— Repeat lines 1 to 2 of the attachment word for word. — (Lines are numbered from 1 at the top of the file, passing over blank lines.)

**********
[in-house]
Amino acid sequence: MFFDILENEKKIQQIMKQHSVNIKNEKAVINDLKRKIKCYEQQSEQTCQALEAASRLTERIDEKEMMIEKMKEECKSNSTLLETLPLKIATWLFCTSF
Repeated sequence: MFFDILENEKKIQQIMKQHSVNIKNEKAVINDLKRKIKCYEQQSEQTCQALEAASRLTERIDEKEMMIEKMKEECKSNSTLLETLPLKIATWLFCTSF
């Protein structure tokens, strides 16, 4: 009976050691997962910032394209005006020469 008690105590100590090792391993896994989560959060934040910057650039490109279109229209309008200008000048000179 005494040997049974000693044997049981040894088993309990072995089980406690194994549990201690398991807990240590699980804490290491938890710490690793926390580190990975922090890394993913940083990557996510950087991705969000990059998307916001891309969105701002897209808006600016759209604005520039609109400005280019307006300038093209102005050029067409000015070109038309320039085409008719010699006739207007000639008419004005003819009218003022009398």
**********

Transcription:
[in-house]
Amino acid sequence: MFFDILENEKKIQQIMKQHSVNIKNEKAVINDLKRKIKCYEQQSEQTCQALEAASRLTERIDEKEMMIEKMKEECKSNSTLLETLPLKIATWLFCTSF